This year, Adam's company, Madak Designs (, created the new t-shirts sold across the field. His business is sports apparel, from logos, branding, marketing to jerseys, hats, anything which represents a team. “Rugby is like a family,” he continues. “It’s a great feeling knowing you’re going into battle with the person next to you, and you trust he’ll be there when you need him. I’m passionate about the club’s overall vision, and I’m excited to be here this year and see the new look,” he says, of the new shirts.

“Saturday’s open division is great to watch: the fit, the fast and the foxy!” says Naomi Price, a longtime rugby fanatic who met her husband, Mark, at Ruggerfest many years ago. “But today should be an interesting day,” she continues: “New Zealand’s team is really good, Brothers for Life are down a few men, and really hung-over; although, we play them at 4, so they might not be hungover by then.”

Naomi discovered rugby during college in Nebraska. “I was tutoring a guy from Aspen, actually, and one weekend he invited me to check out a match. He was like, ‘Bring some pretty girlfriends and you all can drink for free!’ I thought I needed to bring a bunch of gals with me, to get in on the free beer; I quickly realized that all girls drink for free, always. I remember thinking, ‘I like this sport!’”

She grew really passionate about the game itself and headed to Europe for the World Cup, in Wales. That same college friend had given her an Aspen Ruggerfest poster and she swore she’d get there, too, one day.

When she finally did get to Aspen, she met Mark at a barbeque. She was wearing a quintessential rugby hat and he asked where she got it. “I told him ‘At the World Cup, in Wales’; he says that’s when he knew he was going to marry me,” she recalls, with a laugh. It was love at first beer, so to speak, and the two were married just over four years ago.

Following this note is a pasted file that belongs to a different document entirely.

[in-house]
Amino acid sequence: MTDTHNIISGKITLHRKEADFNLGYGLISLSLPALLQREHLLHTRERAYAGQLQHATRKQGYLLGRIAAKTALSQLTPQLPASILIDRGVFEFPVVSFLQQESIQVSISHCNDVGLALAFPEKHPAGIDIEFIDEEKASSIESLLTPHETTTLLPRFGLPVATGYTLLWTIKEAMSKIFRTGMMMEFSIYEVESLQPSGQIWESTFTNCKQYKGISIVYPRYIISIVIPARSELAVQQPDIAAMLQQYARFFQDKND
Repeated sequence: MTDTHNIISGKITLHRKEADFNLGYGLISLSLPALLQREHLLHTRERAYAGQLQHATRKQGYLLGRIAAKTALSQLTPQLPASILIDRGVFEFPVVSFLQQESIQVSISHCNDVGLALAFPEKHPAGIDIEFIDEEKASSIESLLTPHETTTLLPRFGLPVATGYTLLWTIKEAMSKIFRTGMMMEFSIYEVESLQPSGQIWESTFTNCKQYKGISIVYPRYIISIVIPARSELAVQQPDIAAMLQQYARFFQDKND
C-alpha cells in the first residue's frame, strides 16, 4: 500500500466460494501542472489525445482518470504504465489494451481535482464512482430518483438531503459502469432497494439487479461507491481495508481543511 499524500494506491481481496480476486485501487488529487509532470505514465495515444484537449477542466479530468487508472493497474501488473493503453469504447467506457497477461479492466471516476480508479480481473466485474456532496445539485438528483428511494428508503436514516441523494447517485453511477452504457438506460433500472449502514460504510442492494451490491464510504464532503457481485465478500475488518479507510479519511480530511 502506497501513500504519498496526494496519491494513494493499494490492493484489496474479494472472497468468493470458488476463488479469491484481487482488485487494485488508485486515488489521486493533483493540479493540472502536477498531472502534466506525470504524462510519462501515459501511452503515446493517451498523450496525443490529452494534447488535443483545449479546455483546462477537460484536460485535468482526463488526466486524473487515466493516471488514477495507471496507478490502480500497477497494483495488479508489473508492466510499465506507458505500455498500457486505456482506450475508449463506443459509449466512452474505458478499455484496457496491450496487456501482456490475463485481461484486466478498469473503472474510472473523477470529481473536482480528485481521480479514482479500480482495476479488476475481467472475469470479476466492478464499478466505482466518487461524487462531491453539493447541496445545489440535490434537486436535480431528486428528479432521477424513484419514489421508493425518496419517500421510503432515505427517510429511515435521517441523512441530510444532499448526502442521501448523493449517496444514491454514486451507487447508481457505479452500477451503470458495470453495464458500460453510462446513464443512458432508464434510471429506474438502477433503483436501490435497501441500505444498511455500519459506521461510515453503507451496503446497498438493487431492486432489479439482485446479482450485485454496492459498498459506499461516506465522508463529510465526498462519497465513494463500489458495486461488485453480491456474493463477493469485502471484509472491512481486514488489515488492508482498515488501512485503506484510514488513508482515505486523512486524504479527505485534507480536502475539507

Indeed, many rugger girlfriends and wives met their matches at Aspen Ruggerfest. A couple kicked off this year’s festivities in a ceremony on the pitch, or field, at Wagner Park, while 14 wives traveled from New Zealand, via San Francisco then train, plane and bus to Aspen, to support their spouses. The extended holiday has included Pier 39, Alcatraz and the perfect patchwork quilt of colors across Aspen’s mountains

Back out on the Rio Grand field, the Kiwi team performs the Haka, a traditional Maori war dance from New Zealand, just prior to the match and just prior to beating the Harlequins. “The goal today is to make the finals,” says Mark, of the day’s remaining matches.

And if they don’t?

“If we don’t make the finals, we drink heavily,” he declares: “Lose two, then barbeque.”

Most teams come together just once a year to play Ruggerfest; and then there’s that team from Virginia. The Virginia team is talented, actually practice more than once a year and is known as a perennial powerhouse: “They suck less,” says Shane Skubis, an animated rugby veteran and fellow Harlequin, doling out one-liners in between matches.

Regardless of field time, Aspen Ruggerfest draws lifelong players, once the best of the best; the competition is fierce and your game needs to be tight. “If you’re bringing your team, you better bring your team,” declares Mark. “Aspen Ruggerfest is one of last classic tournaments in the U.S.,” explains Mark. “It’s the grail for old boys. It’s full-stop!”

Turns out, the Brothers for Life weren’t that hung-over by 4 p.m. and New Zealand is, well, New Zealand; unfortunately, the Harlequins didn’t make the finals. But they aren’t down for long; it’s too nice out to not drink dark beer with girls.